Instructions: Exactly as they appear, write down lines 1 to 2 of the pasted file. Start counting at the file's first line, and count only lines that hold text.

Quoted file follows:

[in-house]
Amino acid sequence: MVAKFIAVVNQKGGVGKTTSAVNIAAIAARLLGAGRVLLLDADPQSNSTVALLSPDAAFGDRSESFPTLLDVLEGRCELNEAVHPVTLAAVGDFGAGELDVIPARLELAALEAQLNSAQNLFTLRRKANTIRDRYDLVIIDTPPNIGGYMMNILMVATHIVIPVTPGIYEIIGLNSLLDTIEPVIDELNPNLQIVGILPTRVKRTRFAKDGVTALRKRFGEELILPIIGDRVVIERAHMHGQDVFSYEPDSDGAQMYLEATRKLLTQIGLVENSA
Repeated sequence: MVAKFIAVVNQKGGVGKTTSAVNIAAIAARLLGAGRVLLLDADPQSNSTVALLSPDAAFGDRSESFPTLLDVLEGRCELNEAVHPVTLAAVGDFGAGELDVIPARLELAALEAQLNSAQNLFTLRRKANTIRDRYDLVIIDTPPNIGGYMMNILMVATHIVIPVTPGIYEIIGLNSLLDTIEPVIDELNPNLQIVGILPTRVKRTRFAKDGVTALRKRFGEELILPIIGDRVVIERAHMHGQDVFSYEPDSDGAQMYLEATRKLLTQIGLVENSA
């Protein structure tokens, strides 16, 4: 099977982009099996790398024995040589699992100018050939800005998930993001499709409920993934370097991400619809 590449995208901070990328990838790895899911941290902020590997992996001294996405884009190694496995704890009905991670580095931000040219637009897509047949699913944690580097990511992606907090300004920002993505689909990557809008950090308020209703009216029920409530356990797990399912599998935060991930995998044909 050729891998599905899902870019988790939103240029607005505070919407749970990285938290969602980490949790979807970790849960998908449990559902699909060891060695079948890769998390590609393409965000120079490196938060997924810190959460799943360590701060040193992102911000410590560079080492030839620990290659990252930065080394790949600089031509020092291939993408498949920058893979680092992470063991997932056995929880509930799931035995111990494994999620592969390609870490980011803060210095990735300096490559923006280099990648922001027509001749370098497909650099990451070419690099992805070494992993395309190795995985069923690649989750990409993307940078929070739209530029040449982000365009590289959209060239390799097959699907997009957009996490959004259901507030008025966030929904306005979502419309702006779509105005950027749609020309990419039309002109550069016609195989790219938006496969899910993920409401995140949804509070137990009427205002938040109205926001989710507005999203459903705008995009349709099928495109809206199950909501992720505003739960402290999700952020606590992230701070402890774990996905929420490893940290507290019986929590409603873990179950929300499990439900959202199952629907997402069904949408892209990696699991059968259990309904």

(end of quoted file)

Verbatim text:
[in-house]
Amino acid sequence: MVAKFIAVVNQKGGVGKTTSAVNIAAIAARLLGAGRVLLLDADPQSNSTVALLSPDAAFGDRSESFPTLLDVLEGRCELNEAVHPVTLAAVGDFGAGELDVIPARLELAALEAQLNSAQNLFTLRRKANTIRDRYDLVIIDTPPNIGGYMMNILMVATHIVIPVTPGIYEIIGLNSLLDTIEPVIDELNPNLQIVGILPTRVKRTRFAKDGVTALRKRFGEELILPIIGDRVVIERAHMHGQDVFSYEPDSDGAQMYLEATRKLLTQIGLVENSA